Also seen at Troy
Finally ran across an ID on this one. Cultivated field/roadside margin, maybe half a meter high? Wasn't much to see in the way of leaves here at the end of the dry season, but they seemed to be branched into linear lobes. Perhaps same as www.flickr.com/photos/anitagould/8146523739/.
Unidentified. Seems like Boraginaceae; maybe Heliotropium (could be consistent with H. europaeum). Abundant, & very popular with the butterflies.
Finally ran across an ID on this one.
Our self-appointed guide pointed these out to us, growing on a steep hillside in the city of Manisa. He told us that kids gather the buds to sell for some kind of food or medicinal use, but didn't know the name in English. I finally managed to track it down. Not positive of which species.
A fall-blooming Turkish montane species; ID help needed. Growing on forested slopes at 900 meters near the Mediterranean coast.
Huge, showy wildflower (8 cm across), finishing its bloom here at the end of the dry season. A single stalk 1-1.5 m tall. Golden late afternoon light. Looks like a mallow (maybe hollyhock, Alcea rosea?), even though it seems to have 6 petals.
A small stand of these was growing in the courtyard of the han (caravansary). I think it's probably Hollyhock. Uncertain whether cultivated or just tolerated.
ID help welcome. Barren field, Anatolian steppe.
Rubbish shot for eBird documentation. We now return you to your regularly scheduled photostream.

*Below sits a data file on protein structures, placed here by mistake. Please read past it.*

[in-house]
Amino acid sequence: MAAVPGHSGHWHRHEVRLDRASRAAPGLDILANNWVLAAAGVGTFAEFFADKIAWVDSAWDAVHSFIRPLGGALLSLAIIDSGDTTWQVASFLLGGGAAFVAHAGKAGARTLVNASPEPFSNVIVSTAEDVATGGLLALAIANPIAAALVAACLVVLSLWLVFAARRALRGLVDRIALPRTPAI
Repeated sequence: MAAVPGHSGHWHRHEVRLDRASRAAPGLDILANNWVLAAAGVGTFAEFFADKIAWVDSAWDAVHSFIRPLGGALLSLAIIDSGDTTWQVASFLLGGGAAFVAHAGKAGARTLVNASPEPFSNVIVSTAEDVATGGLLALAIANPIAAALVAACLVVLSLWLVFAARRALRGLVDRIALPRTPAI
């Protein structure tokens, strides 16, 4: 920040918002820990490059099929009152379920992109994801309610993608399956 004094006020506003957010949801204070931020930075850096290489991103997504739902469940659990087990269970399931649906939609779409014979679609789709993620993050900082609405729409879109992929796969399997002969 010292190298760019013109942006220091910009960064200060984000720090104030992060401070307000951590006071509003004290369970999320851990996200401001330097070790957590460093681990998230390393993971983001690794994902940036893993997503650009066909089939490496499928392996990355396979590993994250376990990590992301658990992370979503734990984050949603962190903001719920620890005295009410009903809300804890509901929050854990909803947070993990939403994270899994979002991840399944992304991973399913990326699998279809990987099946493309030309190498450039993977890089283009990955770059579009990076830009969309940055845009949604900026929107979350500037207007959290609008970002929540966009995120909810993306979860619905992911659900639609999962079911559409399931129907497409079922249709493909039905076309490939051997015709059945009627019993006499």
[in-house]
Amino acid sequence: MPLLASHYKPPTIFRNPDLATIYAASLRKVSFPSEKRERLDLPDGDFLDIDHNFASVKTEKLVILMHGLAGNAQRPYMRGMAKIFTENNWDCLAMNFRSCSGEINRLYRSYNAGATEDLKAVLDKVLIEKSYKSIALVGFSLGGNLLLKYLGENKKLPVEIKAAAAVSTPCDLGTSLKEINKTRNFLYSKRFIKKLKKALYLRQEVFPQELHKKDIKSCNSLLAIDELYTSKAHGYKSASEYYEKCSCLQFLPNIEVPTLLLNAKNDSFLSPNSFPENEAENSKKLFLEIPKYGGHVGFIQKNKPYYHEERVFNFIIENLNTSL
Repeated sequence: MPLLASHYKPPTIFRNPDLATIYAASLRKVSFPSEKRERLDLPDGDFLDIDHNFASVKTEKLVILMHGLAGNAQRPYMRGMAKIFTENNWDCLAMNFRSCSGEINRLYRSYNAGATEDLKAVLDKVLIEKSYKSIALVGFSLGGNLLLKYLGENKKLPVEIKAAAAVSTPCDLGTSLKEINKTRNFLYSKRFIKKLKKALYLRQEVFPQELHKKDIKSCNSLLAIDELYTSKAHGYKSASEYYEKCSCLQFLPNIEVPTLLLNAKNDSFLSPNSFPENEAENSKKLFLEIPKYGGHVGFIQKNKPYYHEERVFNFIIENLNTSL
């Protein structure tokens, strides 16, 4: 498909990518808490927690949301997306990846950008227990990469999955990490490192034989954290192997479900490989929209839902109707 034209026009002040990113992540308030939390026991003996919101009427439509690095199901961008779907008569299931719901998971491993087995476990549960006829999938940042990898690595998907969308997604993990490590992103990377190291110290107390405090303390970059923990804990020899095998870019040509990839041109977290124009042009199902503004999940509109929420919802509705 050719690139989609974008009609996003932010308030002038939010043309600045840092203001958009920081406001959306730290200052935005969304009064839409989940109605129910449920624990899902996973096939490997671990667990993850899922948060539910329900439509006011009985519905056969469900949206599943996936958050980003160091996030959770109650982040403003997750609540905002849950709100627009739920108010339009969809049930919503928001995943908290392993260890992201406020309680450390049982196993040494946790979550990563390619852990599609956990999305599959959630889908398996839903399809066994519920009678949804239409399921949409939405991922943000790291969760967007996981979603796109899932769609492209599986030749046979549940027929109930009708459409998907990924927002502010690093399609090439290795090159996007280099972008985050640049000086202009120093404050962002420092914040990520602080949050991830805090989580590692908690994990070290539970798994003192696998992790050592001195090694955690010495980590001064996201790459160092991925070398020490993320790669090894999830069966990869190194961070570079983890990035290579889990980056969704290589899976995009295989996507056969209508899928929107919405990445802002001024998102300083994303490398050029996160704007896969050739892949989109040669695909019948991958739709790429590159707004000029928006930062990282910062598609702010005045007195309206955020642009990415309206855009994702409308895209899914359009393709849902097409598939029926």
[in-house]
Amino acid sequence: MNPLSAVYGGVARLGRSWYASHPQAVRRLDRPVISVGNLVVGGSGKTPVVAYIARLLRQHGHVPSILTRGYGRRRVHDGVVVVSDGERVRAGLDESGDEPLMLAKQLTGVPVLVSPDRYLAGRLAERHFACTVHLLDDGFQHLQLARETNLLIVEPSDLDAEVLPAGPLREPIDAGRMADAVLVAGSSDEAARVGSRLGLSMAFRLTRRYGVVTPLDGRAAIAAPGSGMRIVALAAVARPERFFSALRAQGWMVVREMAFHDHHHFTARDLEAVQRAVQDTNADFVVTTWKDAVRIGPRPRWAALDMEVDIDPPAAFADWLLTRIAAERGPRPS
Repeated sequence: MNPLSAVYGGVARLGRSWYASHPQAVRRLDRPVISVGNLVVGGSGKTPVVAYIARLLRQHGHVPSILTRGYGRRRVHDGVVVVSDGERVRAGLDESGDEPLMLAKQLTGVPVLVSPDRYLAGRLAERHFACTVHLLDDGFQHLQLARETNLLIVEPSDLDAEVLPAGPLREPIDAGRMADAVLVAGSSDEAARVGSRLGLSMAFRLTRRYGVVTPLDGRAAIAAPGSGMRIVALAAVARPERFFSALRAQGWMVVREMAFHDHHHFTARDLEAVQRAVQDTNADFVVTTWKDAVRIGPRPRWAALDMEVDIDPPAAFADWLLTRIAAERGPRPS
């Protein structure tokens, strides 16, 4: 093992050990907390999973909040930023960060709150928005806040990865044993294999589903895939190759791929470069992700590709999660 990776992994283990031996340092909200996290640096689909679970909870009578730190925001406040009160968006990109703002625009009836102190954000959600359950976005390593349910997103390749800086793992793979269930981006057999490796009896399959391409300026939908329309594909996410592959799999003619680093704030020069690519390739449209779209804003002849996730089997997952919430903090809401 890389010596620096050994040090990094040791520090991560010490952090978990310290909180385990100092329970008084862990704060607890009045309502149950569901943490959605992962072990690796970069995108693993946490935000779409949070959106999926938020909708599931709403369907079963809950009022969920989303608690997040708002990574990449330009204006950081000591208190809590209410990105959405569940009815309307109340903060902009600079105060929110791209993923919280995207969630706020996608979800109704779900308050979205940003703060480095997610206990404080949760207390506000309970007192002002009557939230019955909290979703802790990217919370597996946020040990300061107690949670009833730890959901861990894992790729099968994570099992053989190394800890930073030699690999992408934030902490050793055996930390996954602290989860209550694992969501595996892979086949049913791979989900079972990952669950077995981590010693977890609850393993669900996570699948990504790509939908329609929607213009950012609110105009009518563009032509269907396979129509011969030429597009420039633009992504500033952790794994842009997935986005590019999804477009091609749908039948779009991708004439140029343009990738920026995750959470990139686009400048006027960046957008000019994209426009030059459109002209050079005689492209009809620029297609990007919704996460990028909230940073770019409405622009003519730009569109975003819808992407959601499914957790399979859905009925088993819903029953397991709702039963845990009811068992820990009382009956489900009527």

A lucky spot.
Great Backyard Bird Count. Reported to www.reportband.gov, got a certificate back within a few days. Our bird is a female HATCHED IN 2009 OR EARLIER and banded in VARENNES, QUEBEC, CANADA (COORDINATES: LAT: 45.75; LON: -73.41667) on 07/14/2010. So this is a bona fide migratory Canada Goose, not one of the local breeders (though the presence of the resident birds might be attracting migrants to winter here when the didn't used to. Or it might just be the greater abundance of favorable habitat, namely lawns.)
Its closest companion (the only bird out of water so I could see its legs) had a metal leg band, but this was the only one with a neckband (of 25 similar birds in flock, 500 in vicinity).
A rare NJ breeder. Only shot I managed, but was glad to get it.
ebird checklist ebird.org/ebird/view/checklist?subID=S12561733
Adult. On a nearby roof; superzoom shot from our hotel rooftop breakfast terrace.
2nd-year. This was on our hotel rooftop breakfast terrace.